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TITTC TOUrrLETJOJRO DAILY IiEFOKMER, WEDNESDAY; DECEMBER 20, 1920.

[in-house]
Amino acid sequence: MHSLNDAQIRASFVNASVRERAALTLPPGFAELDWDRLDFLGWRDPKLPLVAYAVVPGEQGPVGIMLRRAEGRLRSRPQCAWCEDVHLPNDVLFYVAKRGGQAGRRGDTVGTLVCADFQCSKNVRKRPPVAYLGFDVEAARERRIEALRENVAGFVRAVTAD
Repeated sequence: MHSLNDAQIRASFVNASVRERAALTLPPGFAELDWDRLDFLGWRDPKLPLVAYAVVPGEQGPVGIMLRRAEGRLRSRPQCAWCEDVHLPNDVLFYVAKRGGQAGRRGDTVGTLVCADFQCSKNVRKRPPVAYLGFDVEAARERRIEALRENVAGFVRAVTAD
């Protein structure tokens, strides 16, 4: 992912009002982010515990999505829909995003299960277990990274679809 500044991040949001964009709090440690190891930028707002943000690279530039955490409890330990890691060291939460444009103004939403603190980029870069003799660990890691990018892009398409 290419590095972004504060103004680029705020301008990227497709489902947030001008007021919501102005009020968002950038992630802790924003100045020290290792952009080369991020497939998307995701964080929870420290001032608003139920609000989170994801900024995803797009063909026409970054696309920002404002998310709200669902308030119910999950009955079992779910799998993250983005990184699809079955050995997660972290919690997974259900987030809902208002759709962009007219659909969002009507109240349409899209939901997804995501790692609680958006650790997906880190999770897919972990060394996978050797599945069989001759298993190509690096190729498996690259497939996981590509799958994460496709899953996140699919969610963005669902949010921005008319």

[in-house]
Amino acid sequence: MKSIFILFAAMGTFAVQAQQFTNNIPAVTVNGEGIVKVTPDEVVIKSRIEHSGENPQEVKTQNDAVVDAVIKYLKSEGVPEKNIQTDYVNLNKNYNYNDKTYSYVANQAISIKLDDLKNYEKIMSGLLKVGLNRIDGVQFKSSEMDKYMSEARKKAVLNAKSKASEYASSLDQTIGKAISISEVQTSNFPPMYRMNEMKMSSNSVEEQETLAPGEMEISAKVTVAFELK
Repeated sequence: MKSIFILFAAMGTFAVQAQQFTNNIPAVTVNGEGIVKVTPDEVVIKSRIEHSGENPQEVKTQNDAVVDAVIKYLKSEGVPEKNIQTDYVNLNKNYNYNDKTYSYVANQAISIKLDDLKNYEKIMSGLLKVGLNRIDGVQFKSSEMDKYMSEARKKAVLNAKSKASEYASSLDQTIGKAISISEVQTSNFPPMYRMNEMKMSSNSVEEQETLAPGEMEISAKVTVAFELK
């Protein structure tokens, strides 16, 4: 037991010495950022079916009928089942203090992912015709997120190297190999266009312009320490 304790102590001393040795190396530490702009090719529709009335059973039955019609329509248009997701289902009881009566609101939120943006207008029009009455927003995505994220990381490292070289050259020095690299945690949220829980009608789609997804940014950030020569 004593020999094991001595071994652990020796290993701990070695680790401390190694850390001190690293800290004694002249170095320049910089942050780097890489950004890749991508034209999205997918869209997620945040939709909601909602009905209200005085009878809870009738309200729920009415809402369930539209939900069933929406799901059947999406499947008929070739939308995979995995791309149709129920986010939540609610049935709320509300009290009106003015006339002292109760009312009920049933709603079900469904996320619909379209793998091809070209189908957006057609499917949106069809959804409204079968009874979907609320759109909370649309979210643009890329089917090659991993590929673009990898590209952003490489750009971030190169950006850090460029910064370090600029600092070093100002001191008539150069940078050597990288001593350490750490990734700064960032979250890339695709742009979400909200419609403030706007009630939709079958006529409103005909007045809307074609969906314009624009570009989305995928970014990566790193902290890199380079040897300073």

16 EXPLORATIONS DURING NEXT YEAR Attempts to Reach North and South Poles to Be Undertaken FOUR EXPEDITIONS INTO AFRICAN WILDS! protest. The Spinners' union indicated that its members thought the reduction too great. The Yarn Finishers' union accepted by a close vote. ARMED GUARDS FIGHT INCENDIARIES Drive Two tempt Men From Hotel They At to Burn Probably In Arson King. -V!0TOWX. Pa.. Dec. 20. Armed guards early today prevented attempt to burn the Junction House Star Junction near here and drove two men who had tired a quantity i n tl n 111 mil hie material placed in a on the tirst floor. Hotel guests Rrit'sh I'ApriLtioii Hciies to Find Rich Al!i,ci'al r leufs In Antartu licgions I .xploratioii of Amazon R.isiii At tracts Many Kxperfs. N'FAV YORK, Dev. 2!t. Sixteen ex plot-. alioii expeditions are now in progress or in contemplation after four years of in ai tivity in tli is line of scientific research d,;e lo tiie treat war. Most of these en-' let prices have been undertaken or p'o jo ted since the armistice and tiiey re call the fact that Mother Faith still has important biological, zoological, geological an at off of room awak ened by the shots, joined in tlie cnase, but tho men escaped. This incident was taken by state and county officers as additional proof that the two men under arrest here in con nection with the widespread ineendiar- m of the past tew niouttis were noi wh.i-M in the arson ring, which already has cast Fayette county residents close to .l.OOO,OitO. I i WEST BRATTLEBORO his ethnological and meteor, o logical problfins which ;ue still unsolved. One of the most important of tei pi i--es is tho British Antaret tioii, headed bin Cope, F. Jhilish navy, ii. eludes five ,i i iy Commander .lo R. C. S., joimerl It is financed f -i slups. U- men. several air planes ami extensive wireless apparatus. 'I he imdei t;iking is to require live years and its objects are the cit cumiiav igat ion i.l the Antarctic Sea, a dash to the South JVle, the hx-ating of new wtialing grounds, and the discovery of supposedly rich gold, silver, ci-a! and ruby fields. Captain Roald Amundsen, who discov eied the South Pole ill 1911, left Nome, Alaska, last August iii an attempt to 1 eac .Mai the and ! a.- t lit 11. Alrllr, had sue :ge. II, d iii th. the In f rer; la: til oil' Foie when t' negotiating his nth- compelle- '1. t! oith I'ole. His ship, the '.lieaily spent 1!' months in ii" i tii ot Asia and Kurope. essfylly mad." the Xoitheast, expected the Maud to be icepi'ck and to drift toward ii, en was patli Arctic white way to Nome he unpelle-l to blast a ice. Cantain Amundsen was last heard ot oil Fast Cape, about 170 miles mat invest of Nome in the Roriivj Sti aits. The expioier, on account of high wage- and scarcity of men, was handicapped by la k of help. his only companions being three sailm and an F.s kimo cook. The other into e.-t ing exiioditions pr - v it Metenlf has been confined to home .several days with a severe old. Bradford Streeter of Briareliff Manor, X. Y., is spending the week at W. H. Alexander's. Mrs. V. II. Gay and daughter, Isabclle, T,.,.ln,. - WtnuhtAli l -1 etc til VI Nl t i her mother, Mrs. Charles W. Fisher, these en-j M.s Lt,otl yhitten Gf Ashuelot, N. II., e expedi- Nvas operated upon Christmas evening in hn luh- the Melrose hospital "by Dr. F. K. Lynch y of the for appendicitis. !jCr0 t'HKi, t;ss ;n,ee D. Young, student nurse at the Melrose hospital, has returned trom her home in South Hero, where she went to visit over the holidays. Mrs. Richard I'.ernhard and infant daughter were discharged Sunday from the .Melrose hospital and went to their home in the I'rincess apartments. Neil, son of Mrs. Maude Briggs, was taken Monday to tho Memorial hospital ill with appendicitis. Warren Briggs underwent an operation for hernia this week. Mrs. PeiVy Allbee ami son of Town shend are staying with Mrs. T. M: Allbee during Mr. Allbee's convalescence in the Memorial hospital from, an operation for appendicitis. Mr. and Mrs. Roy II. Waloh of Swamp seott, Mass., are here to visit his parents, Mr. ami Mrs. C. K. Waloh, until after New Year's. Mr. "Valoh is a teacher in the Swauipscott high school. A Late Choice Br OTILLIA E. PFEIFFER HOOF TKKKS i Provide Food, Drink, Furniture ! Source of Income. j To the native of Ceylon, the graceful coco-palms that line the shores where red flamingos tile are far more precious than the rare woods and spices, the fra grant tea or the bright jewels for which I Coj Ion is famous. Over the bed on which! I e is born and over the grave in which i j in' is buried is hung a cluster of coconut j b'o-soms to charm away evil spirits. I This one tree furnishes practically all; he needs for life. The fruit provides: him with food and oil. and the sap. j jvith "jaggery" or coconut sugar. The j ' "niilk'' of the green nut is a healthful i 'refreshing drink. The juice of the un-l opened flower he makes into a delight- fill wine; distilled, tlie wine becomes "arraik." a powerful spirit. From the tih.-r or "coir" that cases the shell he makes ropes, fish-nets and matting; his babv sleeps in a cradle of coir-rope. The shell of the nut. he fashions into driuk-ing-vessels and spoons, and the fragments left over serve as fuel. He p'aits the leaves into dishes and into thatch for his dwelling. The dried leaves serve as torches ; with the stalks he fences his garden. He hollows out the trunk of the tree-into a canoe that, buoyed by an ingenious out rigging of jioles, goes swift! v through the roughest seas. He builds his house ef coconut wood, and when he dies, he is laid away in a coffin hollowed from the friendly tree. Ceylon yields more than a billion coconuts a year. Five million gallons of coconnt-oil," 1(1. KM) tons of coir, nearly 400.tMM hundred-weight of copra and lO.OOO.tHHl jwmnds of the dried meat of the nut. are e-iK.rted annually. Rut fully three tiftl.s of the crop is cuisnined by Y Ion's four millions. OF CEYLON. and or now under wn Siberia Captain Axel t aptuin John Vat ney. in boat are on a 4.o'iu-mili Kolyma river, usimr a made in S7S by X'oidensk ex i rimer on hi.s vovage ft are as follows: Landmatk and a oU-f.-iot power voyage to the primitive chart ;jo!d. a Swedis'i Mil Norway to la; an via the Arctic ocean. Oieenland- Kniiil Hasmuss' ii. Danish xi. hirer, who returned from the east o-t late in lfI!, after studying Eskimo 1'iotiier expedition I ..an go Kndi, an il scient itie sui vcy main pin nose l,e- t ! P es. is jii daring tor of five years' duration t'i l ee 1 lane, is I'l inn in ' f i 'l til i een land, h Hw to estalnish Dam-il sovei Ci-Uty tiiat Te:iito''. ..Mi'i; hour exneituioiis are less, namely. t!,r Mackie Kthie pedition t Central Africa f . in lul- 111! nrog- ,h.-ial ex the ,air- aie of the a district tt m-iil His th' west pe--.. r,t studying the llahima. chief pas'oial tribes of Ankole v. e-t of I'g nida: the I'.ritish X .Mllselim OVliedltlollS to and the Job Maria of the Abruzi's etf. soitK e-i of the W'ebi Shell (lows from Akvssinia Sotnaliland into the Indian ocean and tho enl"i'ioh, :ic ,! ionr o" the P.elgian tmrtio'i the l-.iistei n ( i aigo. mountains: the rt to find f h helj rivet, which through Italian be T and . of p - "hd. a m-'i in . A. elllii -in v I fill Pai ns. si fole-sav;ige- ; ilicct ill ev,,. Ider ell ; i' lie red the Ilnri a stiauu'i' race i - gathei ing a .ths i'.nt d but- es. Il.iinn wl o iv:h y ;, to i;i the i'a.i r. eamo T'-o est (I een I ( ' ci It ion ; ttempt. to I .and Don. with Pea iy xi'loie eriie noith. lb mi l .lit In ml. where is-el four cinumnavi ild IV Mae.Miilan. nlans to start next of the l iehest fields expects te estaollsu ot htali in north- his ( i inker land winters. He willj ::ite P-atii-a I. and, (. 1920. Western Newspaper Union.) . "Well, I've met my fate !" announce! Clyde Martin, and his close friend and chosen chum looked Interested. "And who may the favored lady be, pray?" interrogated the latter. "I thought she was ratty the Pastry Cook at first. I found out later that she was Miss Patricia Elsden; fine family, some means a real charity vorker; loves children, and that is the keynote to the entire situation." "I hardly understand," submitted the other in a puzzled way. "Well, von know mv rich brother Ronald. When our sister died he took charge of her three children. -About six months ago Ronald offered me a home and an Income if I would marry some worthy girl, as he put it, who would become a sort of mother to the children. I've been away ever since until last week. Came back to step into a pretty little restaurant near the nurses' school." "I know of it home cooking and nil that. Go on with your story." "There, past the tables, within the focgroom was the daintiest, most ex quisite young lady I ever saw. She seemed to be directing a lot of able assistants, although beflotired and aproned and brisk.' I ate three pieces of cherry pie just to keep my place where I could see her. Then I waited around outside. In about an hour, ele gantly attired, she came out and was whirled away in a luxurious limousine." "Ah: You found out that she was simply training the girls at the res taurant." "That's it." "And then" "I felt that I couldn't resist her. You know Ned Archer. Well, he has secured nie an invitation to n function where Miss Elsden will be tomorrow evening. Then I shall see her." "And, I suppose, the usual topo graphical points of our romantic vil lage covered. 'Lovers' Lane,' 'Cupid's Crossroads,' 'Honeymoon Highways?' " "No. I shan't dally. I like her; she may like me. Wedding, home, income and everything settled for life," spoke the self-suflicient Clyde. His companion bade him ndieu. but glanced after him with a queer expres sion on his face. iienetiate 1.5on i,ors of its westi-rn CO-' st. N.iv.-i Ze.nb!a--Dr. Olaf llokedahl of Chti--ti::nia un-veisity, is nrganizintr a Not tti we-ti'i n Natural Science and Geo lo'ica.l e;pedition to this country- and plans to start next slimmer. .Mexico Professor Kmelio Oddono. a famous X'euiiohtii-.l seismologist, lepre senting the Italian povermnent, is now studying the earthquake situation in Mex ico b- means of his "inerviameter", an invention by which he is able to measure b ith motion and energy. Ti e Amazon - Fx'.doi ation of this great river is to lie undertaken next year by a large party of American scientists, headed b Dr. Ileniy If. Kusby, of Columbia uni versity. The part- expected to leave eai1," in January and to t ravers? more than l.ooii square miles of almost virgin land i i the ujiper loaches of the river ba sin. Dr. Pushy is to be accompanied by Dr. David Starr Jordan, president if I.c-l-oe! Stanford University, Dr. 'Carl If. Kivnm inn. of the University of Indiana, who ; re to si udy fish and reotiles: Dr Puthvoii, of the Uii''veTs;tv of Michigan to study frogs and Dr. Kdwaid K Turners. University of Wisconsin and Professor A. II. Gill. Massachusetts Institute of Technology, to investigate seed and vola tile oib-, Keiiador and Pern Collections of flora and fauna are now beiner gathered for the America l Museum of Natural History in Xew York by Captain Harold E. An lloe.y and George K . ( herrie. Pa-itie Islands Solution of the iuin of the Polynesian face is one of the ob jects of a survey of the Pacific Islands planned at a recent conference of scien tists .it Honolulu under the anmees of tPe Pan-Paeif-e union, representing the Unite! States'. Canada. Finland. Austra lia, Xew Zealand, Hawaii, the Pliilip ni'ies and Janau. An exoedition will be sent to tho South Sens for this tmrpose bv Yale, Ifirvfrd and other instirnions. China and Tibet The third expedition, backed by n fund of 250.000, is soon to stilt from Central Asia under the leaders-bin of I!oy Chapman Andrews, associate curator o" man-iin's in th American "iu senm of Natural History, New Yoik. Ihe Chinese government is expected to co-operate with this euteinrise. Not a Jcd Shot. flogan was troubled with m'.ths and decided to ask Hie druggist the best wav to get rid of them. The druggist told him to take home cents' worth of camphor balls, nd that would kill them. Two days after Hognn was passing by the druggist, who asked him. how did he make out. "What." he said, "haw did I make out? V h.y, man, I sat up all night and I missed every one of them." Sing Sing Hulk-tin. Women Succeed as Foresters. In the conventions and gatherings of fin-sons Identified with the lumber indus.ry which have taken place re cently womtn have played an Impor tant part. They nre said to make ex cellent foresters where the pursuit ' is. congenial: The Homemade Swimniiii' Hole. We've always done our best, 'Ma, to keep anace with things. Bought all the new devices made, from churns to angel wings; Rut. Ma. I guess we're fallin' back ain't keemn' nr at all New things, somehow, keen crowdin' all the old ones to the wall. 1,11 instance well, I've been to town Ma. upon my son!, I've witnessed fellers swimmin homemade swimmin' liole. an. sentiments I've had said, I'd the Yeti! know, of all th a omit the past, My swimmin' days, I always treasure to the last. Y'ou've heard me sit an' tell about Happy Used to-be When Pigeon Creek was Summer home to all my pals an', me. The "hole" down by the wagon bridge, we always used to state. Was one alad chunk of Paradise no man could imitate. - to ACCEPT WAGE REDUCTION. Textile Unions of Fall River Vote Work for Ic.s Money. FALL RIVER, Mass.. Dec. 20. The six textile onions of the American Federation of Textile Operatives at meetings last night voted to accept the wage reduction of 22 per cent recent ly announced bv the manufacturers, ef-fCM-e Jan. ?,. 1921. The notion of the unions sffe'-ts an proxiinate' v ,"."). 000 emp'oyes n 110 oofm c'oth and varn mi'ls in this city. Tie unions of the loom fixers and the slasher tenders voted unanimously to accppt the reduction and the Carders end Weaver' dnlons accepted under I've the ot got BRATTLEBORO LOCAL The Woman's association of the Centre. Congregational church will meet Friday afternoon at 3.30 o'clock in the chapel, instead of Thursday, in order that Mrs. Ruth N. Thompson, formerly of Rrattle boro, may be present. Sunshine society, branch 1, will hold a regular meeting at the town home in West Hrattleboro Friday, Dec. 31. Members are asked to board the car which leaves Prospect hill at 1.10 o'clock. A Christ mas program will be given and a large attendance is desired. The first automobile license plate for li'21 was seen on the streets today. The plates are of the same style as the li)20 plates with the exception that the figures are in black on a white background, whereas the 1920 plates are in white on a black background. Truxton Rrittan, Lester Hey wood and John Dunham gave a dancing party last evening in the Unitarian parish house to their young friends. Snow's orchestra of three pieces furnished music. Punch was served. Mrs. G. 15. Hunter and Mrs. W. II. I ley wood were the patronesses. SUSPECTED BANK ROBBERS CAUGHT FISHWAY FOR SALMON. In the regular meeting of Dennis Re- bekah lodge last evening these officers were elected: N. G., Mrs. C. W. Cleave land ; rec. sec, Mrs. Alice Landry ; tin. sec. Miss Phebe Clark; treas., Mrs. Ida Gilson ; trustee for three years, Mrs. Net tie M. Akeley. Miss Clark will succeed Miss Minnie Brown, who has held the office of financial secretary of the lodge 10 years. Following the work an enter tainment, which took the form of an old time school, was presented, Mrs. Landry acting as teacher. The pupils gave recita tions and rendered vocal music. A hand some Christmas tree was laden with gifts, which were distributed to the members. Refreshments were served. Nearly 90 young people of the Centre 'ongregational Sunday school, including the junior and intermediate departments, had a complimentary Christmas supper in the chapel at ti o'clock last evening, followed by an entertainment in the church auditorium. The party closed with games in the chapel. The entertain ment consisted of the singing of carols and hymns, vocal solos by Miss Marguer ite Nixon with accompaniment by Miss Jrnia Thomas, stories by Mrs. II. p. oodin. and llute solos by G. II. Clapp accompanied on the piano by Miss Emily R. Clapp. An offering was taken for Ar menian relief. The supper menu consisted of esoalloped potato, meat loaf, rolls, jellies, ice-cream and cake. The tables were appropriately decorated. The chil dren had a jolly time. RECEPTION TO MRS. C00LIDGE. Prominent Women of Massachusetts Honor Her at Copley-Plaza. BOSTON. Dec. 21. Prominent women of Massachusetts and other New England states attended a reception i given by the Massachusetts-Maine honor of Mrs. Calvin Cool Governor Goolidge. at the Copley-Plaza hotel yesterday afternoon. Five hundred guests tivok advantage of the opportunity to tender their respects to the wife of the vice president-elect tefore her departure for Washington. With Mrs. Coolidge in the receiving line were representatives of leading women's organizations, including Mrs. i .. .v.. i 1 aughtors in , idge, wife of 'T wonder thnt Clrdo hasn't heard It's common gossip" he soliloquized. Nm W Howard, president of the , ' , , i Massachusetts-Maine Daughters: Mrs. "Oh. well. Live and learn. rnr, K Milliken. wife of Governor Mil- Now what had happened was that liken of Maine; Mrs. Seth Lowe Martin.a But, Ma., that dream is ended hot. feen the hvm proof That swimmin' holes no longer need blue skv for a roof. They're hnildin' 'em .in houses now, innrble. stone and tPe, An ." Ma, there's no denvin' they've bathtubs beat a mile. It pmlHoned me a minute, yet I couldn't halt a grin When all the boys kept yejlin': "Come on, Oran'ra! Come on in!" Did I. eo? Well. Ma. I'll tell you yes, I might ps well adimt The pwimmin' holes of UseJ-to-be ain't got a chance with it! Why, Ma. thy heat the water in a pat- entrighted way .iii pwtrn tnere in I'erember like ( us yorng 'uns did in May. ' I So well. I know you'll joke me, Ma 1-M't I 'don't care a darn! There s goin' to he a swimmin' hoi liPU- nroee in rmr horn' Ronald Martin had "woke up." He wus tired of the ways of spoiled, sor did ami selfish Clyde. lie was wor because there was no one in the ise to award to the three little chil dren the love and care they deserved. During the absence of his brother, Ronald had been Induced by some friends to attend some social gather ings. He was a courtly and a hand some man and be realized that he looked It. The thought had suddenly conie to him: why not anticipate the dilatory Clyde and himself find mother and friend for the little ones? There was a great crush at the so cial function where Clyde expected to meet his friend and receive an intro duction to Miss Elsden. As fate would have It, his friend wus detained from the function through illness. Clyde feasted his eyes on peerless Patty at a distance. Wan dering about the conservatory, he was fully amazed to come across his" broth er Ronald arrayed as the best of them, and an unusual smile of satisfaction on his usually serious face. "Well, I. never expected to' meet you here," Clyde expressed himself with a bln.ntless devoid of any delicacy. "Whv not?" challenged Ronald im pertuvbably. "I thought you had eschewed fash Ion's follies." "Have you?" "No, but er I say, Ronald, you look young and full of life. How long has this been going on?" "Since you deserted me and showed no inclination to provide our three lit tle ones with a mother.' "You are mistaken," spoke Clyde hur riedly. "I'm ready. That Is, I have selected my bride that Is to be." "Ts it possible?" "Yes. Do you notice that being of beauty near the piano?" "You mean Miss Patricia Elsden?" interrogated Ronald. "Oh ! You know her?" "Yes, I have met her several times lately." "Well, I am going to make up to her. All 1 need is an Introduction." ."I can serve you there." observed Ronald, a queer twinkle In his eye "Good! I'll do the rest. She has some money, I heard, and is good as gold, generally." The introduction took place. Thence forth for the remainder of the evening Clyde devoted himself exclusively to Impressing Miss Elsden with n duo sense of his Importance. And of his intentions, as well. He was a rapid wooer, and finally In a quiet corner of the conservatory he began a dis sertation on his profound regard for Tier" that warned her that a declara tion of love was coming. She arose to leave him. "You are treading on forbidden ground, Mr. Martin," she observed with becoming dignity. "In order to save you embarrassment I must anti cipate what must soon be public. I am already engaged." "Oh, come, now I Er, I say M floun dered Clyde. "I never dreamed that. Happy mortal ! May I ask who he is?" "Yes," replied Miss Elsden Incisive ly. "Your brother, Ronald." - L " .'" . Admiral Dunn, naval dist riet ; wife of Major nii'iider of the irv-ident of the Wednesday Morning eiub: Mrs. Herbert ,), lijiiR. Mie of comniaudiifit of the first Mrs. Oavid C. Shanks. General SKilnks,"1 coin first srmv corps area ; Mrs. A. A. Fales, Mrs. Myron Whit man. Mrs. Frederick Merrill. Mrs. Ralph Flanders. Mrs. Charles ' Sumner Bird, Mrs. Nathaniel Thayer. Mrs. Wil liam Lowell Putnam, Mrs. .John F. Os born, and many other prominent women. Tea was poured by Mrs. Elmer dared Bliss, Mrs. Holman Day, Mrs. Harry Lord, and Mrs. Sydney Wyman. A corps of younger members of the club, headed by Mrs. Harry Bagley, served as ushers. A musical program was given by Mrs. Alice Huston Stevens, soprano soloist, and the Lucille ()uimby trio. Two Men and Two Women Arrested In New York No Increase In Police Force. NEW York, Dec. 2.). Two men. charged with being members of the band that held up and robbed the First Na tional bank of Milltown, X. J., Dec. 20, escaping with $S0,0(H), and believed to have been implicated in tiie -murder and robbery Dec. Iti of Edwin M. An drews, Fifth avenue jeweler, were ar rested here last night -with their wives. Liberty bonds valued at .$18,000, said to be part of the Milltown robbery hot, were found in a suitcase carried by the women, police said, and added that all four carried firearms. Coincident with these arrests came an announcement that Police Commission er Enright's latest measure to curb lawlessness -the calling out of more than 700 new policemen' for training had been dealt a knockout blow when the board of aldermen failed to vote necessarv funds for their pav. The appropriation of .$1,130,300, passed recently by the board of esti mate, was submitted to the aldermanic Ixidy for final sanction in the form of au thorization for a special bond issue. In denying the appropriation,- the aldermen promised to reconsider it at a future meeting. The men taken into custody last night said they were Jerome B. Chaffee, 2S, ami Harry Bitzberger, 30. They were halted when they alighted from an au tomobile at Seventy-Second street and Broadway. Resisting arrest, they fought for several minutes before being sub dued. The women, who followed closely in a taxicab. surrendered. Fifth avenue was crowded with y hrisimas stioppers when two men en tered the jewelry shop of Andrews on trie c'.gnui noor ot a ounuing in the cen ter of a fashionable shopping district. Andrews was alone. He is believed to have been shot in an attempt to frus trate the robbery. The jewelry sales men who entered while the safe was be ing rifled, were bound and gagged. The men esoajwd with gems valued at $100, 000. Tlie night of Dee. 20 four bandits entered the bank at Milltown. lound and gagged the watchman, placed the hsit in handbags and fled. Releasing himself from his bonds the watchman sounded an alarm. A Hsse was formed and after a long chase1' through the Jer sey marshes, two men were captured. During their trial they are said to have given information regarding the identity of their confederates. While operating under various aliases the prisoners are accused by the police of having taken part in many sensa tional hold-ups and robberies through out the country. They have been con nected, the police asserted, with a recent Philadelphia bank robbery, and served five year sentences in Leavenworth pen itentiary. They are said to have es caped from the prison at New Bedford. Mass., where they were serving terms for burglary. The prisoners were grilled by the po lice and are said to have confessed that they were mom Iters of the band that per petrated the Milltown rohliery. A third man, ,who accompanied them yesterday, was Charged with being a fugitive from hisfice. He said he was Chester J. Levine. A charge of acting in concert with Bitzberger and Chaffee in receiving tulen bonds will be preferred against him later, police said. Fr:'tik Flanagan. 2-. . who. .after Pending 1; months in the death house at Sing Sing prison, was granted a re trial and acquitted of a charge of mur der, was rearrested on a ohareo of com plicity in the theft of Si'.O.OOO. The suspected slayer of "Monk" East man is sa;i m no an e-convfet ami was M'cn in' the vicinitv of the nlace where Eastman met hi.s death on the night of Dec. 2.". 1-i'ly Diana Manners, who lias signed a contract to appear in a series of motion pictures, is the youngest of a trio of fa mous and talented beauties- daughters of the duke of Rutland. Before he succeeded to the dukedom her father, then Captain John Manners, spent a year or more in America with his family, and the eldest of the three daughters was born while the family was living at Las Vegas, N. M. In the west of England it is considered very unlucky to bring birds' eggs into the house. How Did It Get There? A massive chair, made of copper, vhich natives believe was given by the ate Queen Victoria to an Ashantl Jhk'ftaln and used by him as a throne, has been discovered In the midst of a jungle far from human habitation In the Gold Coast colony of Africa. Registering Thermometer. For Industries where temperature records are of value an Inventor has devised a registering thermometer that can be connected to and operated by au alarm clock. Your Grocer Has liOIO Sheaf en Delivered at His Place Bread Fresh Twice a Day .Iiwiianapolia Xew,SUJlSCR I BE FO Rf!Il& REFORME tt Our Luxury Bread in the Small Size is Very Delicious Doughnuts Are Cheaper Your Grocer Carries All of These Good Things F.J FAIRBANKS Fish Climb 23 Feet in Passing the Dam in. Piscataqua River. Fishways on the l'isquataqua river are fast Hearing completion and the one built by the. American Woolen company on its Dover darn has been finished and the water turned on. The tishway is said t-o be one of the finest in the state. It is built of reinforced concrete and will elevate the fish 'Si feet in their passage over the dam. ' "'' The water is taken first into a con crete flume, two feet thick, and is on a level with the water in the mill ' jrand. From this flume are three gates of dif ferent elevation to take the water at high, medium and low. pitch and as it-is necessary to have the quick water at the foot of tho fishway as near the dam as possible, the checks, run cross way, or parallel, and next to the dam itself five in number,, eight feet square and then live in the opposite direction, and back again, then two and one check IS in all discharging with quick water be side the log sluice. Fish, in going up stream, always breast the main current and will some times hang for weeks below a dam," look ing for a place to go by. Here the quick water from the dam and fishway is prac tically the same, so that the fish, mov ing to and fro in the swift current, readily find the "mouth of the fishway, and passing upward from check. IS in all soon go over the top into the mill pond above. Each check also has a rest pool, or locket, where the current is not ns swift, but forms an eddy where the lish can rest, if necessary, before going over. The fishway on the l'iscataqua. however, will be used only by salmon, and mostly sea salmon, which are exceedingly lively and can jump any ordinary darn in high wafer. i.-owyard Falls, on Ship Pond sf ream, north of Sebac Laket is a great place fo salmon jumping and often in Artgust and early iu September visitors travel foe miles to see them jump. The falls ara about 15 feet high, and the fish, aftee circling at the foot, jump seven or eight feet into the air, striking the falls a lit tle over half way up. and so, go on over the top. Occasionally the salmon will not strike straight in but a little side ways when it will be thrown back, some times on the rocks below. Tlie writer has counted 15 good jumps in 12 minutes and photographed the salmon in the air as they were heading into the falls. Sea salmon will often make a clean jump of 15 to Hi feet over a dam or fall of water. Kenebec Journal. ' - Fishy. Exasperated though she was with her husband for showing himself "in firm of purpose," we don't believe Lady Macbeth called her husband "a poor fish" though a country newspaper quotes her as exclaiming: "Infirm old porpoise, give me the dagger 1" Bos ton Transcript. Painting on Spider Web. w Painting on spider web is done In Norway and the pictures are framed like any other drawing. The webs era ployed, which are of a very dense weave are found only in few localities difficult of access and the supply of them is limited. r. Most Patient Woman. r" Jud Tunklns says the most patient end forbearing woman he knows of Is the piano plajer who puts In the en tire day playing request numbers.' .. ii itt! ii iiii u, ii-ii- iL-u-n -n-n-n-ii-n-i snfirfin unham Brothers Co, PRE-INVENTORY SALE OF H oot wear ALL THIS WEEK Ends With the Close of Business Saturday Evening-, January 1 Below is listed some of the many Special Values offered here this week : Men's small weight $5.00, Tre-lnventory Sale Price 4-Cuclile Dress Arctics, lot, broken sizes. Light jersey, fleeced lined. Value $2.98 Men's 1 -Ruckle Dress Arctics, light weight Jersey, fleeced lined. Covers the entire shoe when buc kled. Value $3.7." Pre-Inventory Sale Price $2.47 Men's l-Buclile Dress Arclics, light weight Jersey, fleeced lined. Protects the entire shoe when it is buckled. Value ..'i.25, Pre-Inventory OQ Sale Price 4?jLJO Men's 4-Iiuckle Arctics, heavy weight soles. Medium weight Jer sey tops, fleeced lined. All sizes. Value $4.50, Pre-Inventory Sale Price $2.47 Men's 1 -Ruckle Arctics, heavy weight soles, medium weight Jer sey tops. Fleece lined. All sizes. Value $3.50, Pre-Inventory . Sale Price $1.98 Men's Warm Dined Rubbers, small lot. broken sizes. Storm style. Made of same material as the arctics,. Value ?2.D0, Pre-Inventory Sale Price $1.59 Men's Short -Wool Socks, weight "Dall-Dand" Splendid value, Pre-Inventory Sale Price medium quality. 39c Roys 2-Ruckle Arctics, medium weight Jersey tops. Fleeced lined. All sizes, 22 to G, Pre-Inventory Sale Price $2.47 Youths 2 Ruckle Arcfics, medium weight Jersey tops. Fleeced lined. All sizes 11 to 2, Pre-Inventory Sale Trice $223 Women's Comfy Slippers, lot of odd pairs and sample pairs. Drokeu sizes. Values up to $2.50, Pre-Inventory Sale Price 99c Women's High-Grade Shoes, bro ken lot left from the Holiday busi ness. Variety of styles and lasts. Values from $8.50 to $11.00, Pre-Inventory Sale Price $5.98 Women's High Slwes, including large variety of styles from which to select. All style heels. Values from $7.00 to $9.50, Pre-Inventory Sale Trice $4.98 Women's Evening Slippers, includ ing our entire stock of Women's dull kid and black Values $9.00 to patent leather, satin slippers. $10.00, Tre-Inventory Sale Trice $5.98 Children's 3-RuckIe Overshoes, me dium weight Jersey tops. Fleeced lined. Broken, sizes. Value $.'.00, Tre-Inventory Sale Trice $1.59 Women's 2-Ruckle urn weight Jersey lined. All sizes 2Yj Tre-Inventory Sale Trice Arctics, medi tops. Fleeced to 7, $2.47 Misses 2-IfucIiIe Arrlics, medium weight Jersey tops. Fleeced lined. All sizes 11 to 2, Tre-Inventory Sale Trice $2.23 Women's Storm ' Rubbers, small sizes only. All first grade rubbers. Value $1.00, Tre-Inventory Sale Trice 39c Cluldren's 2-RucltIe Arcfics, medi um weight Jersey tops. Fleeced lined. All sizes G to lO't'. Tre-Inventory Sale Trice $1.98 Mail and Thone Orders Promptly Filled mile Lots Last HOME OF LOWER PRICES Headauarters for "Ball Band RUBBER-AND WOOLEN FOOTWEAR The kind that gives more days' wear Dunham BrothersCo.